After we knew that coronavirus was the causative agent of SARS, we did the sequencing, and no hypothesis was needed during this process, we just sequenced it… Right, like the human genome project which sequences our three billion base pairs, it’s not hypothesis-driven.
This type of knowledge generation without making hypotheses is increasingly common in newer fields of science such as molecular biology. With recent advances in technology, most of the tedious data collection is now done by high-speed computers, and data collection which previously took months to complete now only takes minutes. The much reduced data generation time makes meticulous hypothesizing and theorizing before actual experimenting less important than in the past. Scientific investigations in which data are obtained first and then interesting problems are identified by ‘data mining’ have become much more common in recent years.
Competition and Funding Implications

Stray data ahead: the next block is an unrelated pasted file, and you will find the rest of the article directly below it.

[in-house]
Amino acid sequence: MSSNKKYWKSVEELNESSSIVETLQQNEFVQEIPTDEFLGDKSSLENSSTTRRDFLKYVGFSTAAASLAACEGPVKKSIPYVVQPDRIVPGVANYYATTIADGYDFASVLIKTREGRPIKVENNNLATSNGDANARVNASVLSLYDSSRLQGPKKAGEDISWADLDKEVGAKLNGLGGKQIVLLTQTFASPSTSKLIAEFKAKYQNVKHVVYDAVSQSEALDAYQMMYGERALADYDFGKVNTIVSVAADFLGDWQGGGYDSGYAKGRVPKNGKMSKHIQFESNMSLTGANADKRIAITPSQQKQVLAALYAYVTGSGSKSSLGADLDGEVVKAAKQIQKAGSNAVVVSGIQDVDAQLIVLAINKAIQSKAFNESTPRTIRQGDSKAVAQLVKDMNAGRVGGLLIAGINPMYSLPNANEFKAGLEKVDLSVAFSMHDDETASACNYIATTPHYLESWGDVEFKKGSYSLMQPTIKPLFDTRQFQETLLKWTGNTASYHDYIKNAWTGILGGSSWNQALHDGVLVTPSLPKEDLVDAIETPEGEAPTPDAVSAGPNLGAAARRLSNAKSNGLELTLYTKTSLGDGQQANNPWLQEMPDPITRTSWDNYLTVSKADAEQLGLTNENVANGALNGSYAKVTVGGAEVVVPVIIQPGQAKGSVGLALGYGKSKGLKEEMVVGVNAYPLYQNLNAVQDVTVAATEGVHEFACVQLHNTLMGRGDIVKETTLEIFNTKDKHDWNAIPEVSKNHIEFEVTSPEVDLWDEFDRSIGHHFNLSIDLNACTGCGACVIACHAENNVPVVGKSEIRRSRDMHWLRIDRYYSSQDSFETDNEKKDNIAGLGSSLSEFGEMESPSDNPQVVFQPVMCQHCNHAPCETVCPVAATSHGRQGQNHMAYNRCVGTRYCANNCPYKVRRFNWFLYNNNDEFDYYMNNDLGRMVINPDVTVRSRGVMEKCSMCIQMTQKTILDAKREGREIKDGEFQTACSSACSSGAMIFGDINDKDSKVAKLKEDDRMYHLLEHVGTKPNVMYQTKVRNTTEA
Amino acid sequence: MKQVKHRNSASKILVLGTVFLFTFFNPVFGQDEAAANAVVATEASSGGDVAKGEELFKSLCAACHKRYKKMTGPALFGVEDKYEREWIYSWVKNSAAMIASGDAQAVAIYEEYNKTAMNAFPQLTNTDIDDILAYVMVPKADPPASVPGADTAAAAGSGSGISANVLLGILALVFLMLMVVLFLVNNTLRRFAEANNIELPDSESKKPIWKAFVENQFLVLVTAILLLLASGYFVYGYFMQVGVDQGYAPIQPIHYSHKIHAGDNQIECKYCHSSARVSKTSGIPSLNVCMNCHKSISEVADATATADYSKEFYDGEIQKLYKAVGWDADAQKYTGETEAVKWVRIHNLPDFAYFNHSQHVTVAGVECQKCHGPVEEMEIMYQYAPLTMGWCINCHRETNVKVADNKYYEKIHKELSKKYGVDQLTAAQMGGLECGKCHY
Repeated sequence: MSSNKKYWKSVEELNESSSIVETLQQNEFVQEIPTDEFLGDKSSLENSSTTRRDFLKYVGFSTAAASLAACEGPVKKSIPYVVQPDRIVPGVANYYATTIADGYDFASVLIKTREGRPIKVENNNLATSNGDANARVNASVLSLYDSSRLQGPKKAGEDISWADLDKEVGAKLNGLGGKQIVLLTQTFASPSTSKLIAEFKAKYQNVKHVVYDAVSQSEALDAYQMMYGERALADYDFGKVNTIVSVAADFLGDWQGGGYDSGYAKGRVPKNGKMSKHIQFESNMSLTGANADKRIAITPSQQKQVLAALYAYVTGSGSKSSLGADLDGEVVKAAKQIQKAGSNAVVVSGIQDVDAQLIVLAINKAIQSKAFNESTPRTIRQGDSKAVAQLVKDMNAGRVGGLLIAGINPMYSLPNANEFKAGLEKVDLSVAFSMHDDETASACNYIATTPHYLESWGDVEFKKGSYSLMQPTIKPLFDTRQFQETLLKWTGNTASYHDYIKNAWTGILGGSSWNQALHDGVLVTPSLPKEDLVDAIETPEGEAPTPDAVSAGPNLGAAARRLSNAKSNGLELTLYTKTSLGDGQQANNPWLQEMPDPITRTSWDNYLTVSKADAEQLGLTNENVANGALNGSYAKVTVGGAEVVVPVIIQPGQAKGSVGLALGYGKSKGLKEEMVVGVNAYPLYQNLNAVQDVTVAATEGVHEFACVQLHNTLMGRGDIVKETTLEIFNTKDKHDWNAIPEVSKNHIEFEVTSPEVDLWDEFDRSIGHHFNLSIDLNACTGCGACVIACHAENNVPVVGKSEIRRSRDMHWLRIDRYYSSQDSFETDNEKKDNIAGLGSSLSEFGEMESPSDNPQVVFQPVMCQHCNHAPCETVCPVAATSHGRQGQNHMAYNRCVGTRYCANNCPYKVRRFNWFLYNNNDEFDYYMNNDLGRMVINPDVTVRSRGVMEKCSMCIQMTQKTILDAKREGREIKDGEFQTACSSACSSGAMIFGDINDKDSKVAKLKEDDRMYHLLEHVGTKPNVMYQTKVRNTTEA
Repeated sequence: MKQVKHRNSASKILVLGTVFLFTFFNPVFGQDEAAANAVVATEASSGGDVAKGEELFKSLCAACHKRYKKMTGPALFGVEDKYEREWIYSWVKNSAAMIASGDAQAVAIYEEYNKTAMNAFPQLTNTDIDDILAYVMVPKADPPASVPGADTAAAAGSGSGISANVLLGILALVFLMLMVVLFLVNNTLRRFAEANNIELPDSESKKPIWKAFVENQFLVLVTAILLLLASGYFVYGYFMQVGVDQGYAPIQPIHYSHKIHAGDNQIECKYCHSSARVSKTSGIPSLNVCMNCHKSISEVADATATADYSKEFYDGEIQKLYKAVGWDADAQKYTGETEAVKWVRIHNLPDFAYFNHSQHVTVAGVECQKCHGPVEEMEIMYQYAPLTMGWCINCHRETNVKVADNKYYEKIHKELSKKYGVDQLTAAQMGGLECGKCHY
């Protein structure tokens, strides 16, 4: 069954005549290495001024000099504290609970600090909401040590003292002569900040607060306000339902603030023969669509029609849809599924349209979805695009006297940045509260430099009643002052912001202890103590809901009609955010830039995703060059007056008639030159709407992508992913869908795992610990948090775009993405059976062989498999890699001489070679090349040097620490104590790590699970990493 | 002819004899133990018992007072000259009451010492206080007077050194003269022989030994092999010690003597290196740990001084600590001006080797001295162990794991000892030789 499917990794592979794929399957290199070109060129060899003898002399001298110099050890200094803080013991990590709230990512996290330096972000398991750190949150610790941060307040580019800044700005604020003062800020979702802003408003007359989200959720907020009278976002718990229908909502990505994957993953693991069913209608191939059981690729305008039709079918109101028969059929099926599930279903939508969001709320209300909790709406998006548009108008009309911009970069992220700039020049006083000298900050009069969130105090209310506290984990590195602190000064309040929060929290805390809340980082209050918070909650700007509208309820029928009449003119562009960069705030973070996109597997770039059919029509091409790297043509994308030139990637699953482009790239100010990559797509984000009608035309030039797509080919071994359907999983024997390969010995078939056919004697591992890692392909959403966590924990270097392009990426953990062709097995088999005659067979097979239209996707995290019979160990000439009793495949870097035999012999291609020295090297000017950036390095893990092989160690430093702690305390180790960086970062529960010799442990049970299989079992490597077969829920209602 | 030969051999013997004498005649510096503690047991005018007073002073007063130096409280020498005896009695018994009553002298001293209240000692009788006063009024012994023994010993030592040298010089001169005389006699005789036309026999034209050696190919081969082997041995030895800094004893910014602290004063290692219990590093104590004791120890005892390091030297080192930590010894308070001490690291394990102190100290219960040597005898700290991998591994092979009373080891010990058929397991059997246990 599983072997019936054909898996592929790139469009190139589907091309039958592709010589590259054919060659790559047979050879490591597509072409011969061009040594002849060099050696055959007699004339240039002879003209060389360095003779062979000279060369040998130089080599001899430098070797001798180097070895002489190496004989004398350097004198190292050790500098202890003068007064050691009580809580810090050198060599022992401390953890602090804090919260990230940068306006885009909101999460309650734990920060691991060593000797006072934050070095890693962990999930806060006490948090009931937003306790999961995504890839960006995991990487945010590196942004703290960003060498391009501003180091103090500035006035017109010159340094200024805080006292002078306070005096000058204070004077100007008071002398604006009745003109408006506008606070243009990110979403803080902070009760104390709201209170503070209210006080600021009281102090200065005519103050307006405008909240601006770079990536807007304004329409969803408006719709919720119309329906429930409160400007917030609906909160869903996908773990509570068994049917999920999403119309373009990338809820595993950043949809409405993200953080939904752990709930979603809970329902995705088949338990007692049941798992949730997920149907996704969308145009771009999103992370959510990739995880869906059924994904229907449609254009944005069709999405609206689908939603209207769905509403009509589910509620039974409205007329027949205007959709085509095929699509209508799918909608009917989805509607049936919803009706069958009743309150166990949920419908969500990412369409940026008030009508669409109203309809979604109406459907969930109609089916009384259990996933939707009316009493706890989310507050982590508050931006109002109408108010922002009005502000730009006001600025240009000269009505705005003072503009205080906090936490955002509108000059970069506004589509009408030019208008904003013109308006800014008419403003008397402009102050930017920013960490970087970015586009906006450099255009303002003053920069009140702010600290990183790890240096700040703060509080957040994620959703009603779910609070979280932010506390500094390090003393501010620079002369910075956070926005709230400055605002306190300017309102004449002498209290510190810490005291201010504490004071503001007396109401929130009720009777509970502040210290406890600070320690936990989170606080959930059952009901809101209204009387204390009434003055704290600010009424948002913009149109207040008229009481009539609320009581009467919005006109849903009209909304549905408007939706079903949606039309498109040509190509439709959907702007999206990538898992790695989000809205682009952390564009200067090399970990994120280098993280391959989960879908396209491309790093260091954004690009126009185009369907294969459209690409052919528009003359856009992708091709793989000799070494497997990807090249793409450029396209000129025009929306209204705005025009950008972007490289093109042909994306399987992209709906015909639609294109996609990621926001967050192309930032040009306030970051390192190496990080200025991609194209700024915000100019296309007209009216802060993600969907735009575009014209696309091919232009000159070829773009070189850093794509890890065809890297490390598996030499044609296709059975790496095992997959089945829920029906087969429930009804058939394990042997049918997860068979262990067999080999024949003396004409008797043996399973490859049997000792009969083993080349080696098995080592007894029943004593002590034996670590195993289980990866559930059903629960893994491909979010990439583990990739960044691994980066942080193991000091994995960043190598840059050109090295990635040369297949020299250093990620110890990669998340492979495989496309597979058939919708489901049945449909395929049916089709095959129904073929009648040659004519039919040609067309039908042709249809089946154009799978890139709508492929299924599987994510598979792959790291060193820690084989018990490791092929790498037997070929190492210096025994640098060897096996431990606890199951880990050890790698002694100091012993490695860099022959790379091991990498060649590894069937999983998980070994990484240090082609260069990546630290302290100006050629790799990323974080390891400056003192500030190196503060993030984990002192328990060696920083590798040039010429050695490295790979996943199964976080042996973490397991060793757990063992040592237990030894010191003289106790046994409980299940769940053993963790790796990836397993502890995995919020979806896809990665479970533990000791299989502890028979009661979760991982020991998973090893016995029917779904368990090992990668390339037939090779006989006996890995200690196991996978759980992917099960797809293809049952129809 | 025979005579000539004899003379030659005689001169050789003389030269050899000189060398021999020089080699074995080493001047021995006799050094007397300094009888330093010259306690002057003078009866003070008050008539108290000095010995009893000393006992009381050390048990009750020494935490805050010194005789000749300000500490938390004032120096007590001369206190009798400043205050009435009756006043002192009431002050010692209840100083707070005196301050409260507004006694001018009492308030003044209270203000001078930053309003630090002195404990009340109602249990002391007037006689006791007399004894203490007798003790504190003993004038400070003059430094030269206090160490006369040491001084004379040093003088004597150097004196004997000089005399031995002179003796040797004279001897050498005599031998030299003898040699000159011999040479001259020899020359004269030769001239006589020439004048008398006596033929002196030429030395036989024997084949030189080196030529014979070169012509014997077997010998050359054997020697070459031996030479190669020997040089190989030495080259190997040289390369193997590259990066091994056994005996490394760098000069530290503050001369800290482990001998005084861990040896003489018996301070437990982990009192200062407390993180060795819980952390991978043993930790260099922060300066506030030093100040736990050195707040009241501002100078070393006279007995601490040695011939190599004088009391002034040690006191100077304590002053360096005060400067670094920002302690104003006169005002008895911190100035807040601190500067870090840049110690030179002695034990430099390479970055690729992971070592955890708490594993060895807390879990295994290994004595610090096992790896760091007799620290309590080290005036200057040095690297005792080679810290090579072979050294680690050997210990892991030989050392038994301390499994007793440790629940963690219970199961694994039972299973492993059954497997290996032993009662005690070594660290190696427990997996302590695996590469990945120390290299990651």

During the interview with Dr. FL, about a year after the SARS crisis, the tension and excitement generated at the time when his research team was competing to be the first research group to announce the entire sequence of SARS-coronavirus was still very much in evidence. This interview episode reinforces the point that competition among scientists, particularly from different research groups, is a significant aspect of science and should no longer be ignored in the school curriculum. Indeed, many of the scientists we interviewed mentioned that their greatest pressure and concern in their research work comes from the limitations of resources and funding that might compromise their capacity to compete with other research groups. Some Hong Kong scientists expressed frustration about the huge difference in the number of genomic sequencers between their laboratories and the laboratories in Canada that announced the first sequence of SARS-coronavirus.
Honesty and Courage to Challenge Authority
Dr. FL’s account of the dilemma faced by his research team before disseminating their findings about the sequence of SARS-coronavirus on the WHO network for public scrutiny reflects an interesting phenomenon: claims made by prestigious research institutions are much more likely to be accepted by other scientists than claims emanating from elsewhere. The crucial point is that the Hong Kong team’s data conflicted with the data accumulated by the highly prestigious Center for Disease Control and Prevention (CDC) of United States.